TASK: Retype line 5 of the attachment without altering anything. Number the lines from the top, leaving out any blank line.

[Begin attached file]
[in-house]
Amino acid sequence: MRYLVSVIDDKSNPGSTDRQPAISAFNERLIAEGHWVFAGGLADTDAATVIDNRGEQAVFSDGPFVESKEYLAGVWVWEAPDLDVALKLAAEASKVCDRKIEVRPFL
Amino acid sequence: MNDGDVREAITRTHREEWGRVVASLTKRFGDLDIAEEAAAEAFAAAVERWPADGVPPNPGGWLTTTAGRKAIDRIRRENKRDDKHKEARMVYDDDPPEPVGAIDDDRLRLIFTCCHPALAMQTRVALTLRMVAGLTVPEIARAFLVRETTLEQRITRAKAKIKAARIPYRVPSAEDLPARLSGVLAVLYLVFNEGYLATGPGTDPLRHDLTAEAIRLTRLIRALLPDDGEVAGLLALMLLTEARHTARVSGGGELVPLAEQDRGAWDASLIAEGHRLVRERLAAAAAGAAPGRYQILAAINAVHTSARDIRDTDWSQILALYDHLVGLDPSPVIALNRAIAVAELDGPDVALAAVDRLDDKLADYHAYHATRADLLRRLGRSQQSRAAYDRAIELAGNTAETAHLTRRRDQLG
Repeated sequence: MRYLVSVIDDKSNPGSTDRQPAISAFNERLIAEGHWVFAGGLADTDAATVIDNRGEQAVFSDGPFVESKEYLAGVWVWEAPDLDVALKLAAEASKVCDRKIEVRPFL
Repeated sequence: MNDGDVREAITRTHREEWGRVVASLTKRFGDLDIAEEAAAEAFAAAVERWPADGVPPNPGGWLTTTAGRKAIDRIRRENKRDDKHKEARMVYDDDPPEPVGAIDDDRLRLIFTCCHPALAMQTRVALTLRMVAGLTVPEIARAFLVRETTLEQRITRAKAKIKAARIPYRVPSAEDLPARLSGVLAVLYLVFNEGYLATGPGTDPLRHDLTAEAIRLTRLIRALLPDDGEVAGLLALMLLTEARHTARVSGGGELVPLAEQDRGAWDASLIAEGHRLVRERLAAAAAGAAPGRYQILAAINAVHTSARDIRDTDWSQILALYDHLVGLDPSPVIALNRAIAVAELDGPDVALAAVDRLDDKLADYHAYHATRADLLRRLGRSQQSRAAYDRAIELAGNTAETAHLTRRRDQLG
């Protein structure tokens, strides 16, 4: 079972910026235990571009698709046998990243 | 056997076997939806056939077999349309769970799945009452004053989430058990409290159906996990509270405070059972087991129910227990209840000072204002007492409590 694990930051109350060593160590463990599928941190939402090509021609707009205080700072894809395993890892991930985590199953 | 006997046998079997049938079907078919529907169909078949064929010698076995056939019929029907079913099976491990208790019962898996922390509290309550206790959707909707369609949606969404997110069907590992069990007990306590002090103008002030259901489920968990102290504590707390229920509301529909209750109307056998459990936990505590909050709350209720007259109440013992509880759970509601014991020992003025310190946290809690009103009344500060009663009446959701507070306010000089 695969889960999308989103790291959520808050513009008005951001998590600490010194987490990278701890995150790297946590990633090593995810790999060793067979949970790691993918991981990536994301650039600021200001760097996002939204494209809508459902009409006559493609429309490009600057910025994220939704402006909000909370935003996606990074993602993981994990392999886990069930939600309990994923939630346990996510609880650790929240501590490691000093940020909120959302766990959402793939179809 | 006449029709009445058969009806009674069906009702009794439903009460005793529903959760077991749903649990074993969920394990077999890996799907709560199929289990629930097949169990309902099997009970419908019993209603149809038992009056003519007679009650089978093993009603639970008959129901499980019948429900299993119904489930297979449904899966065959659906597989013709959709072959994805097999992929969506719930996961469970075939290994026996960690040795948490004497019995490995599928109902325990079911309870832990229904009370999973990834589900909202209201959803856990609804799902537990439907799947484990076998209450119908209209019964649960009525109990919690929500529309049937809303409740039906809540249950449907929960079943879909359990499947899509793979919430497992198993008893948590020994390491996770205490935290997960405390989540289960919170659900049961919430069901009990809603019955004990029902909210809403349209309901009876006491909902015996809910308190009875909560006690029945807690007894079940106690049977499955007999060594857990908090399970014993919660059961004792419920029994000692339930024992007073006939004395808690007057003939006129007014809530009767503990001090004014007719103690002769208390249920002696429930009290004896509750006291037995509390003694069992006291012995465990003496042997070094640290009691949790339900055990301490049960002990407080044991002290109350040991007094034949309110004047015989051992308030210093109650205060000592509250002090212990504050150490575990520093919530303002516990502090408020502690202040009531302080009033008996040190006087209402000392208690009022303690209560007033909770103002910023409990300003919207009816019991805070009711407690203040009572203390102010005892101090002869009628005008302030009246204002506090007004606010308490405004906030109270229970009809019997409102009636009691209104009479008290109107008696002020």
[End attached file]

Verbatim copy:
Repeated sequence: MNDGDVREAITRTHREEWGRVVASLTKRFGDLDIAEEAAAEAFAAAVERWPADGVPPNPGGWLTTTAGRKAIDRIRRENKRDDKHKEARMVYDDDPPEPVGAIDDDRLRLIFTCCHPALAMQTRVALTLRMVAGLTVPEIARAFLVRETTLEQRITRAKAKIKAARIPYRVPSAEDLPARLSGVLAVLYLVFNEGYLATGPGTDPLRHDLTAEAIRLTRLIRALLPDDGEVAGLLALMLLTEARHTARVSGGGELVPLAEQDRGAWDASLIAEGHRLVRERLAAAAAGAAPGRYQILAAINAVHTSARDIRDTDWSQILALYDHLVGLDPSPVIALNRAIAVAELDGPDVALAAVDRLDDKLADYHAYHATRADLLRRLGRSQQSRAAYDRAIELAGNTAETAHLTRRRDQLG